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[caption id="attachment_130" align="aligncenter" width="488" caption="The banner at YourMoneyIsNotSafeInTheBank.org says it all!"]The banner at YourMoneyIsNotSafeInTheBank.org says it all![/caption]



The name of the site that provides the subject for today's blog is too long to fit the headline nicely — namely,
www.yourmoneyisnotsafeinthebank.org (YMINSITB) — but the news and information it conveys are central to our mission here at KnowBe4.com. Take a quick peek at the site banner at the head of this blog, to see what it's all about. The main and most important takeaway is this: While the FDIC insures individual depositor's accounts from theft and loss, neither the FDIC nor the banks in which commercial deposits are placed offer similar protection. If a company or organization's bank account is compromised, and funds get misappropriated, the account holder must bear the burden of the losses involved.



The net impact on the business economy is staggering. Losses from small business accounts for 2009 amounted to over 40 million dollars ($40,000,000) and the FDIC reports that such crime increased 500% over the last twelve months — which may mean that when the numbers for 2010 come out later this year, they probably will be in excess of 100 million dollars ($100,000,000) or more. YMINSITB goes on to cite the FDIC's IC3 2009 Annual Report (in PDF format) to report that all kinds of organizations, including cities, school districts, public libraries, and small businesses across the entire business spectrum have been victimized in this cyber crime wave. The FBI is struggling to keep up, with over 300 open cases currently under investigation.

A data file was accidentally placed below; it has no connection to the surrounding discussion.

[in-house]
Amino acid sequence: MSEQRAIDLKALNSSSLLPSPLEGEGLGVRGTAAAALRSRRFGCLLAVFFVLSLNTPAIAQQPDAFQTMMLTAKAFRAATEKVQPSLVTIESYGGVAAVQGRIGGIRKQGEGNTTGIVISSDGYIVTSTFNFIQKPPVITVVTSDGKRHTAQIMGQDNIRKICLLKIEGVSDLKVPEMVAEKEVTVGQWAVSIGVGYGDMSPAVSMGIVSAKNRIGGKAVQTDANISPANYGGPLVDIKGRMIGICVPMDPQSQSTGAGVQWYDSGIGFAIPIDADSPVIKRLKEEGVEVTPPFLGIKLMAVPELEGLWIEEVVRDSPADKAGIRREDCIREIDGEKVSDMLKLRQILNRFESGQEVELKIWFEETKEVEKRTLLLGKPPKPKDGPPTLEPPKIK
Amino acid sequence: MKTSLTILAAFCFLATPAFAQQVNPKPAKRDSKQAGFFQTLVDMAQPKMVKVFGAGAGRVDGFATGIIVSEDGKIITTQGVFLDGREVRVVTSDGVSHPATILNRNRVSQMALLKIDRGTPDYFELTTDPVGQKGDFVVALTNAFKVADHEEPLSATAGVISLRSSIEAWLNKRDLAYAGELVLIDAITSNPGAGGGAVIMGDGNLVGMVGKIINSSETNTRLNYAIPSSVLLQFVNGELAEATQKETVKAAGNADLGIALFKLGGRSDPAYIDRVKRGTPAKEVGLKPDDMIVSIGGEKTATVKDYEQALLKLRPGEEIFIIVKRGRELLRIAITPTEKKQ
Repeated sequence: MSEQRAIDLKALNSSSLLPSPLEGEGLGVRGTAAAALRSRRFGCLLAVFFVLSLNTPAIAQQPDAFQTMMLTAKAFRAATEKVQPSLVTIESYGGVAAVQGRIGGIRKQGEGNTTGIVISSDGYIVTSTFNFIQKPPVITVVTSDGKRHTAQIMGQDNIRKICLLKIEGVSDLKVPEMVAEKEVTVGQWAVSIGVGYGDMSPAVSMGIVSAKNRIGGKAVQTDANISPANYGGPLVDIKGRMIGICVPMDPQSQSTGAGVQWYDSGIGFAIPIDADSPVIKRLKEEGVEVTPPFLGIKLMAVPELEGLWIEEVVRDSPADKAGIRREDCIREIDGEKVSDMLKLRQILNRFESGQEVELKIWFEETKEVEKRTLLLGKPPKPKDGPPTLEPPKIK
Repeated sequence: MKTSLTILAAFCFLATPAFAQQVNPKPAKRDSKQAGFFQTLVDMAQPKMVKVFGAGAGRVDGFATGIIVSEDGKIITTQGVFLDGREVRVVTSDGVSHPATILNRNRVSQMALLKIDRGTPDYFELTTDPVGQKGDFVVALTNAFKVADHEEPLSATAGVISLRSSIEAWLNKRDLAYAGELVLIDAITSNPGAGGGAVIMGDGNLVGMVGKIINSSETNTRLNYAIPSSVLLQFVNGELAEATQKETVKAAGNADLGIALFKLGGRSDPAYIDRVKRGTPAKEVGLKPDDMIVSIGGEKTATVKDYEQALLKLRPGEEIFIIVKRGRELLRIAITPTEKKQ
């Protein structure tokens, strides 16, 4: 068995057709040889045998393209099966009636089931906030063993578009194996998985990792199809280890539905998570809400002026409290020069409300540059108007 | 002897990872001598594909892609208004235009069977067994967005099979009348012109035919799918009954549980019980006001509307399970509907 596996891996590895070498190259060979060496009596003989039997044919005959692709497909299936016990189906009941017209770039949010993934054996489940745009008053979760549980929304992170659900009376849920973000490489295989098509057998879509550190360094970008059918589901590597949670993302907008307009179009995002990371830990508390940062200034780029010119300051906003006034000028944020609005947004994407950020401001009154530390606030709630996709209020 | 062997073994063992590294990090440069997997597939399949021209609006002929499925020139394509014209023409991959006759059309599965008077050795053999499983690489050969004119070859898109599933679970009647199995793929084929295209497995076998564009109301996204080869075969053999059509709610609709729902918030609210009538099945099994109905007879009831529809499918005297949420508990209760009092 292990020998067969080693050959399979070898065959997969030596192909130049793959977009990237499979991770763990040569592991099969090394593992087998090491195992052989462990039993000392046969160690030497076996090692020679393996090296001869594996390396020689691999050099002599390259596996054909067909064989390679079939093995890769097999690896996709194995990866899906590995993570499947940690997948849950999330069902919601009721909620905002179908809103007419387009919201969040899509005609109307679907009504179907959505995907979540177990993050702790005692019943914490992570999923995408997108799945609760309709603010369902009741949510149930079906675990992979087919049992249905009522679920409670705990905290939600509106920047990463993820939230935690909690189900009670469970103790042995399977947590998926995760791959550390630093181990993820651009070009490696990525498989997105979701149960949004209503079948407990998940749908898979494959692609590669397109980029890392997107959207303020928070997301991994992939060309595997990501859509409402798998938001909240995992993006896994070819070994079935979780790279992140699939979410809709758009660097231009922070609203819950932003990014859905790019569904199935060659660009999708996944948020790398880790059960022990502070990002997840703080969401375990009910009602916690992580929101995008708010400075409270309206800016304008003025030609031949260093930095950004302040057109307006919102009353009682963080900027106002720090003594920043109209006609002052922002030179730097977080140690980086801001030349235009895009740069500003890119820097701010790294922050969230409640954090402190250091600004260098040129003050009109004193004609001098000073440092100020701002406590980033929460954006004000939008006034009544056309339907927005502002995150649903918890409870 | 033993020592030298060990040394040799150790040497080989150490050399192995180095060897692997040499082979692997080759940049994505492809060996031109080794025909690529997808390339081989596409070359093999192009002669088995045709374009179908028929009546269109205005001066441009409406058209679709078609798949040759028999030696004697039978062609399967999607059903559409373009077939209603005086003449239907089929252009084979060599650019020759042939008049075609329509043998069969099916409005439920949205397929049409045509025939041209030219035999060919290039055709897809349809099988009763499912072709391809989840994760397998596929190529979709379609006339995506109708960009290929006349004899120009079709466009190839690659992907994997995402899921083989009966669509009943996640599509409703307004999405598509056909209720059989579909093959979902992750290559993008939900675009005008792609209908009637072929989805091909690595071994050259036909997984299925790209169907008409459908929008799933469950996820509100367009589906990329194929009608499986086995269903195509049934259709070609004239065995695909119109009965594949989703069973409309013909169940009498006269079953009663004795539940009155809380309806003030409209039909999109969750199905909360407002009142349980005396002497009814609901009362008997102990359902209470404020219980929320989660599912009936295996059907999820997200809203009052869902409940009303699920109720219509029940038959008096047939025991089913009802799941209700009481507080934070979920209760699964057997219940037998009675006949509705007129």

Here's how YMINSITB explains what's occurring with this kind of commercial bank fraud right now:

The bad guys target accounts at small- and medium-sized banks, which, they have learned, do not have the advanced online banking cyber-fraud controls of the very largest banks. Nor do most of these banks take responsibility for allowing these attacks to happen. Instead of adopted more sophisticated fraud controls, they have chosen to dump the losses on their randomly-unlucky customers!


You'll also find lots of useful articles and information on the YMINSITB site, which is definitely worth not just a visit, but a spot on your favorites list, or in your browser's bookmarks. Count on us to point out some of the most interesting and important stuff in future blogs, but in the meantime head on over to YMINSITB for a visit! This site is a public service project of sorts, founded in March 2010 by a group of cyber looting and cyber theft victims who would like to change the banking industry to make it as safe for businesses as it already is for individuals. It's part of something called the CLASP, or Cyber Looting Awareness & Security Project, which seeks to realize these goals on behalf of businesses and organizations everywhere.



Stu Sjouwerman

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